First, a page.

I completely agree.. until my 14 year old gives me a reason to invade his privacy in that manner (checking his e-mail, texts, etc) I don’t plan on doing so.. one of the things that my Mother did to me as a teenager, that I still slightly resent her for, was reading my personal journal and THEN sharing what she read with other family members. Privacy is a big deal for me. :)

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      • 3

        Anna says

        There is a BIG difference between reading a journal and checking social networking sites. I have a 14 year old daughter and she’s generally a good kid but she’s already had some bullying issues (people bullying her, not the other way around). I’ve been very clear since day 1 that as long as her dad and I feel it’s necessary we will do occasional and/or random checks of online social media and if for some reason a password has changed, there will be serious consequences.

        That said, she also LOVES to write and goes through about 4 journals a year. I do NOT read them. They are her private thought and words only meant for HER. I’ve told her that one day, when she’s ready, I’d love to read them but until then I will honor that privacy.

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      • 5

        angela says

        I was glad I checked my son’s texts. the girl he liked was acting out in some very inappropriate ways, hypersexual and suicidal. I told him to break it off with her and he did, then she stalked him. They were 14 at the time. I ended up blocking her number and sending her an email telling her just who all I would play show and tell with all her texts if she didn’t leave him alone.

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    • 6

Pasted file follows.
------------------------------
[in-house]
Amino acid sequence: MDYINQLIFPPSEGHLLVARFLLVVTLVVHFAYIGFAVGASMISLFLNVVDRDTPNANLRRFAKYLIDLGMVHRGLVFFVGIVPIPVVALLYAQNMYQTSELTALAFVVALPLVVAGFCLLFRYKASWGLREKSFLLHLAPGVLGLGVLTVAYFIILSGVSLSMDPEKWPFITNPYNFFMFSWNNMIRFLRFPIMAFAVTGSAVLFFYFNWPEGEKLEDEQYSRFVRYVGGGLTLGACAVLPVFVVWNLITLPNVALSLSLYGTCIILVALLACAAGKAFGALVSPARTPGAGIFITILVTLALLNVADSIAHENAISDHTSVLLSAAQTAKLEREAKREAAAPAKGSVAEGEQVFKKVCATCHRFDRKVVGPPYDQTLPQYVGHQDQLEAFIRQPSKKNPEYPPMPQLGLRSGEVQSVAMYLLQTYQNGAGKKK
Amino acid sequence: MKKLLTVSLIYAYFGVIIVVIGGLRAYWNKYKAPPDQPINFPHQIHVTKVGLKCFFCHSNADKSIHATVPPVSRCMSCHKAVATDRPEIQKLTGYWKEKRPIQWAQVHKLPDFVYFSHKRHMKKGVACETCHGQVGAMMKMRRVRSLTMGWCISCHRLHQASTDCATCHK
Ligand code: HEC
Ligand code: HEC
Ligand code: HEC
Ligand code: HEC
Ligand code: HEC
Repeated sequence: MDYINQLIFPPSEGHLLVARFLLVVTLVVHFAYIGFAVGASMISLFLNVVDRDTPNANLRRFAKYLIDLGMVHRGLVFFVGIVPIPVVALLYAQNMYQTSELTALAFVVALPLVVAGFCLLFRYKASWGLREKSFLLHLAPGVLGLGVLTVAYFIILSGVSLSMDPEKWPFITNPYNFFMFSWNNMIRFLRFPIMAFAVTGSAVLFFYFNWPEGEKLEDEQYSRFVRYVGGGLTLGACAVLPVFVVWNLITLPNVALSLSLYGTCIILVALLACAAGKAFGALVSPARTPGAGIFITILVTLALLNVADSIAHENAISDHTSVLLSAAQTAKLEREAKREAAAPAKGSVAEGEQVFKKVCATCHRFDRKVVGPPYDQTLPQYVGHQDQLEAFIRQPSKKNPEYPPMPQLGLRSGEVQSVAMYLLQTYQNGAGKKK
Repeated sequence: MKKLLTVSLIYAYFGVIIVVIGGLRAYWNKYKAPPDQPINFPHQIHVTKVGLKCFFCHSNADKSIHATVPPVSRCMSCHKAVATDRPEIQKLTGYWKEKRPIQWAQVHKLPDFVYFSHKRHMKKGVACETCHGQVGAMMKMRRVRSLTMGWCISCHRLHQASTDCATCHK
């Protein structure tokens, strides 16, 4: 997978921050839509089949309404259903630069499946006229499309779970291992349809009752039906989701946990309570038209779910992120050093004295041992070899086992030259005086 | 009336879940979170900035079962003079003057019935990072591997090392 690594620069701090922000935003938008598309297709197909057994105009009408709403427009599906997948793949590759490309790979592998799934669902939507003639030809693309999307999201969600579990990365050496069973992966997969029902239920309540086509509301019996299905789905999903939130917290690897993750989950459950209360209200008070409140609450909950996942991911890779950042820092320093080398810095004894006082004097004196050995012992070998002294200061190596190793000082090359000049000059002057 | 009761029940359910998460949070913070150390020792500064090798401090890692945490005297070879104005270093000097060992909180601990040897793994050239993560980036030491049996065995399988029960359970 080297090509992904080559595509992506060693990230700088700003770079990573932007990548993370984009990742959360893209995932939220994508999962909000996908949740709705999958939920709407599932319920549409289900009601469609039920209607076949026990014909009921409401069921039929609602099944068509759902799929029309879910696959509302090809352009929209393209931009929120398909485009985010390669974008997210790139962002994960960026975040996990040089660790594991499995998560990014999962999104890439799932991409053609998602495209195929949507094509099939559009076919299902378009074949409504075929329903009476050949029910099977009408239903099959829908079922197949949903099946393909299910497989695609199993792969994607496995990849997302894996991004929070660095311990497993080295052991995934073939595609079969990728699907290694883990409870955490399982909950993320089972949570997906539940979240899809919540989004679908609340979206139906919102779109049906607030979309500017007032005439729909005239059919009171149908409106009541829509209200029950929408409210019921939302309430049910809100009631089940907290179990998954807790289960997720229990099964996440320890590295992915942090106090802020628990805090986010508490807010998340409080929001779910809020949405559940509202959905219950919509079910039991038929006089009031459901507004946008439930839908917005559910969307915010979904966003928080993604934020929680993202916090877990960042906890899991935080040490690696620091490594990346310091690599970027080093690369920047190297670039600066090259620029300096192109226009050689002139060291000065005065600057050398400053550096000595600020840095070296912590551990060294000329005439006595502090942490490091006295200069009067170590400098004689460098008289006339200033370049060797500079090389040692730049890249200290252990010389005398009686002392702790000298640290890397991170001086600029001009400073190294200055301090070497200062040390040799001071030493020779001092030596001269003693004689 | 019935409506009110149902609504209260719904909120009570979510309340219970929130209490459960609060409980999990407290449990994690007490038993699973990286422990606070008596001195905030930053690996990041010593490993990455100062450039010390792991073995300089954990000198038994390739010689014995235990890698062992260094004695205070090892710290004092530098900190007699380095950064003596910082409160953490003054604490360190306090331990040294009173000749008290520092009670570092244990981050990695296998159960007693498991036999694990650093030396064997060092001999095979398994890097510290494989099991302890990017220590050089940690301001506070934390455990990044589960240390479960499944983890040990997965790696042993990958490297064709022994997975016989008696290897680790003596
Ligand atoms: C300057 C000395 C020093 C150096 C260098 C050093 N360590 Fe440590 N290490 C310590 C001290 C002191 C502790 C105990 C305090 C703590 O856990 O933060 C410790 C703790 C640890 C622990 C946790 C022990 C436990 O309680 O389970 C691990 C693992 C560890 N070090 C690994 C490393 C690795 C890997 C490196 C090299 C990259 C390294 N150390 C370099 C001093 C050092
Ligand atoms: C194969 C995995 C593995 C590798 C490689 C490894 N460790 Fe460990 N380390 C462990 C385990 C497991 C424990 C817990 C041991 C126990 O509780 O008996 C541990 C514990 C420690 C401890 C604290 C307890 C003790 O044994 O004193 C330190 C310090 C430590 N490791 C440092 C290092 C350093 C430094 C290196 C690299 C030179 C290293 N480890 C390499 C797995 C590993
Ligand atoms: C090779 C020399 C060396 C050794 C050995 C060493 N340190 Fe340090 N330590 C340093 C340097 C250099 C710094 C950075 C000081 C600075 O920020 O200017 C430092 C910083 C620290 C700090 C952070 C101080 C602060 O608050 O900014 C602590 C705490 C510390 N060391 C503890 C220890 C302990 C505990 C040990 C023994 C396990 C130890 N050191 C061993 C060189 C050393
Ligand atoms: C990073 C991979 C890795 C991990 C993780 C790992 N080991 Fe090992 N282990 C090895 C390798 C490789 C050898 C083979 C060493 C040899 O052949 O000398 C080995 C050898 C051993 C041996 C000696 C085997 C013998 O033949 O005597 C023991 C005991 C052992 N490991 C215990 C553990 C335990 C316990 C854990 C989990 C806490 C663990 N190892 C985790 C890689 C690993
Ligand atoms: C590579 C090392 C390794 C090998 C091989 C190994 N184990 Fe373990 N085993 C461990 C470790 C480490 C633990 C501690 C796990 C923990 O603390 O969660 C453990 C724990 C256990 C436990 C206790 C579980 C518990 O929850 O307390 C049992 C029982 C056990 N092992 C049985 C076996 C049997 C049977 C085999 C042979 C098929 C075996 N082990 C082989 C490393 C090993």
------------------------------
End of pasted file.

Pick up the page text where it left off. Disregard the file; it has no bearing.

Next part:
Elsie says

      Marinka, I checked my 13 year old’s private messages and discovered a girl sending him inappropriate messages. No photos, but explicit discussion matter. He met her on a gaming site. He is a really good kid, but he LIED to me and told me that he knew her at school. I did a little checking on she and her family (they lived 4 states away) and decided that she was just a bored kid being left home alone with no supervision. Despite all the talks we had with my son, once he was in that situation, he never once considered that she could actually be a predator. Kids just aren’t entitled to complete privacy until they’re 18. It’s the parents’ job to snoop, and to let them know that you will snoop regularly.

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    • 7

      Rae says

      I thought the same way, no need to check she has always been a sweet, smart, honest girl. We had talked about sexting & the consequences that can occur because of it, and the fact that if a boy wants those he doesnt care about you. We also talked about aproriate language for texts/emails/social media. My then 13 y/o began getting sassy, so I took her i-pod. I went to use it, (I love chuzzle) and lo and behold her text app has several texts to several boys where she was “sexting”. That was fun calling the parents of those boys asking them to ensure the near nude photos were premanently deleted, and dealing with the fall out. I honestly never thought she would do it, she has always been so shy, and had so much self respect and was always a daddy’s girl, and NEVER would want to disappoint him.